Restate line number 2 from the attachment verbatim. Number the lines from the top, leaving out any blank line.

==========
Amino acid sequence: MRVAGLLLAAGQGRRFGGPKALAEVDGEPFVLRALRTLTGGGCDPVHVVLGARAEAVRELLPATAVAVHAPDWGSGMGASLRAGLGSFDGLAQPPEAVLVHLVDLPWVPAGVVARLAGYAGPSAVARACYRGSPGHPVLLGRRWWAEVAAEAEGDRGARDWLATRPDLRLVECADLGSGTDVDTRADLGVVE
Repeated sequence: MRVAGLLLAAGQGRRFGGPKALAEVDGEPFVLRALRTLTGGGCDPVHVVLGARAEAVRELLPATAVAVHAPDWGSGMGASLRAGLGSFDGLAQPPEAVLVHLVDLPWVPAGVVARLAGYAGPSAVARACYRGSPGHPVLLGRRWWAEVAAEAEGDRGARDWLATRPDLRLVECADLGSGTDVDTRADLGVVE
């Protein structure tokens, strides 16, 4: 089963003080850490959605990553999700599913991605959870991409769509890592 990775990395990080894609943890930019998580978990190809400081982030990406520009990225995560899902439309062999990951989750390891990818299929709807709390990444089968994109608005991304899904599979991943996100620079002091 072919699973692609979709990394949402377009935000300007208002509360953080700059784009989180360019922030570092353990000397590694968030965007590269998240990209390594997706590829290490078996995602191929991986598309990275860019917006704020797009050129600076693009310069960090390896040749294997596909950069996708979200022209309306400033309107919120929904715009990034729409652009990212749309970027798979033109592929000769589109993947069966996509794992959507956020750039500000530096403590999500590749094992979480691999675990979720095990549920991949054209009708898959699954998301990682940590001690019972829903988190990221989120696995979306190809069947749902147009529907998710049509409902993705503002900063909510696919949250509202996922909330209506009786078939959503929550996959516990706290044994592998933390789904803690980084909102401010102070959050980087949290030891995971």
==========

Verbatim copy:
Repeated sequence: MRVAGLLLAAGQGRRFGGPKALAEVDGEPFVLRALRTLTGGGCDPVHVVLGARAEAVRELLPATAVAVHAPDWGSGMGASLRAGLGSFDGLAQPPEAVLVHLVDLPWVPAGVVARLAGYAGPSAVARACYRGSPGHPVLLGRRWWAEVAAEAEGDRGARDWLATRPDLRLVECADLGSGTDVDTRADLGVVE